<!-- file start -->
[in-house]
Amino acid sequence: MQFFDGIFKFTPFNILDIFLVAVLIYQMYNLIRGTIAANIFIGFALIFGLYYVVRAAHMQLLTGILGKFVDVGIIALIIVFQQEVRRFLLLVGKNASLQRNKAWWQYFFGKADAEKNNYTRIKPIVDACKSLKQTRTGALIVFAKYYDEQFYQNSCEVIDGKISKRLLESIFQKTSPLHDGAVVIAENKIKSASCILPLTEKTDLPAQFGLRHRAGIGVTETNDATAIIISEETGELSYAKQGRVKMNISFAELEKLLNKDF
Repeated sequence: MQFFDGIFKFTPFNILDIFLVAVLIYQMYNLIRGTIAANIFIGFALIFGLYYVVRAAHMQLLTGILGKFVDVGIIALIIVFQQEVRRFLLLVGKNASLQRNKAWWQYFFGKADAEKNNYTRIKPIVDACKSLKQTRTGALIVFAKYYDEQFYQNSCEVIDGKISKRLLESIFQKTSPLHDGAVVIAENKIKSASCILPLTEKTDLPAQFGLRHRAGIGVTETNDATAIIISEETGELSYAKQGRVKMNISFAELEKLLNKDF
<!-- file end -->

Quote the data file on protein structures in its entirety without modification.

[in-house]
Amino acid sequence: MQFFDGIFKFTPFNILDIFLVAVLIYQMYNLIRGTIAANIFIGFALIFGLYYVVRAAHMQLLTGILGKFVDVGIIALIIVFQQEVRRFLLLVGKNASLQRNKAWWQYFFGKADAEKNNYTRIKPIVDACKSLKQTRTGALIVFAKYYDEQFYQNSCEVIDGKISKRLLESIFQKTSPLHDGAVVIAENKIKSASCILPLTEKTDLPAQFGLRHRAGIGVTETNDATAIIISEETGELSYAKQGRVKMNISFAELEKLLNKDF
Repeated sequence: MQFFDGIFKFTPFNILDIFLVAVLIYQMYNLIRGTIAANIFIGFALIFGLYYVVRAAHMQLLTGILGKFVDVGIIALIIVFQQEVRRFLLLVGKNASLQRNKAWWQYFFGKADAEKNNYTRIKPIVDACKSLKQTRTGALIVFAKYYDEQFYQNSCEVIDGKISKRLLESIFQKTSPLHDGAVVIAENKIKSASCILPLTEKTDLPAQFGLRHRAGIGVTETNDATAIIISEETGELSYAKQGRVKMNISFAELEKLLNKDF